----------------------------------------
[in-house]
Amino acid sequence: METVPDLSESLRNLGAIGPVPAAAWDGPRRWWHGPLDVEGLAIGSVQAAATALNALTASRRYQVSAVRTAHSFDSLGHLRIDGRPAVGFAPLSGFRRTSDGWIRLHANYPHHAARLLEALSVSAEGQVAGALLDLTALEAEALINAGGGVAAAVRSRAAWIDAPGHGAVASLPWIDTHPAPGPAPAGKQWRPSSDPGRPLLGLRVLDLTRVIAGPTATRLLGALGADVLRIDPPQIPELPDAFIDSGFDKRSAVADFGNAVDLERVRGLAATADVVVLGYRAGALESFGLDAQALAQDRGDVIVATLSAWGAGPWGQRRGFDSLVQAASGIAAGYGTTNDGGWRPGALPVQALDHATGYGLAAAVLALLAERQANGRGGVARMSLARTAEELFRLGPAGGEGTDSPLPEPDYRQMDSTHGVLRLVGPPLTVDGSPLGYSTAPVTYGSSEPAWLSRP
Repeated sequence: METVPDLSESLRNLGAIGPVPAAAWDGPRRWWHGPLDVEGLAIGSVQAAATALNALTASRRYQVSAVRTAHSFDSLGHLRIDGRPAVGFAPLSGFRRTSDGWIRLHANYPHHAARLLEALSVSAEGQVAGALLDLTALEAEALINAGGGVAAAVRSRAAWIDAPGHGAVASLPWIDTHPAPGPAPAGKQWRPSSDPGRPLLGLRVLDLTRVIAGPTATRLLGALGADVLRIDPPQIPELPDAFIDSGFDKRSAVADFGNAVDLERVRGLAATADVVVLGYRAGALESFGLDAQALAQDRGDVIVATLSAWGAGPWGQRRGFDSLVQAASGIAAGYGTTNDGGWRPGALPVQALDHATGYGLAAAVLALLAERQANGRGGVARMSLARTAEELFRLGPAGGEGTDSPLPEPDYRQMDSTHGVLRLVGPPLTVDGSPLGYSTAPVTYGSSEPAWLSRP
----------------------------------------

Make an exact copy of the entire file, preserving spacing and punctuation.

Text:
[in-house]
Amino acid sequence: METVPDLSESLRNLGAIGPVPAAAWDGPRRWWHGPLDVEGLAIGSVQAAATALNALTASRRYQVSAVRTAHSFDSLGHLRIDGRPAVGFAPLSGFRRTSDGWIRLHANYPHHAARLLEALSVSAEGQVAGALLDLTALEAEALINAGGGVAAAVRSRAAWIDAPGHGAVASLPWIDTHPAPGPAPAGKQWRPSSDPGRPLLGLRVLDLTRVIAGPTATRLLGALGADVLRIDPPQIPELPDAFIDSGFDKRSAVADFGNAVDLERVRGLAATADVVVLGYRAGALESFGLDAQALAQDRGDVIVATLSAWGAGPWGQRRGFDSLVQAASGIAAGYGTTNDGGWRPGALPVQALDHATGYGLAAAVLALLAERQANGRGGVARMSLARTAEELFRLGPAGGEGTDSPLPEPDYRQMDSTHGVLRLVGPPLTVDGSPLGYSTAPVTYGSSEPAWLSRP
Repeated sequence: METVPDLSESLRNLGAIGPVPAAAWDGPRRWWHGPLDVEGLAIGSVQAAATALNALTASRRYQVSAVRTAHSFDSLGHLRIDGRPAVGFAPLSGFRRTSDGWIRLHANYPHHAARLLEALSVSAEGQVAGALLDLTALEAEALINAGGGVAAAVRSRAAWIDAPGHGAVASLPWIDTHPAPGPAPAGKQWRPSSDPGRPLLGLRVLDLTRVIAGPTATRLLGALGADVLRIDPPQIPELPDAFIDSGFDKRSAVADFGNAVDLERVRGLAATADVVVLGYRAGALESFGLDAQALAQDRGDVIVATLSAWGAGPWGQRRGFDSLVQAASGIAAGYGTTNDGGWRPGALPVQALDHATGYGLAAAVLALLAERQANGRGGVARMSLARTAEELFRLGPAGGEGTDSPLPEPDYRQMDSTHGVLRLVGPPLTVDGSPLGYSTAPVTYGSSEPAWLSRP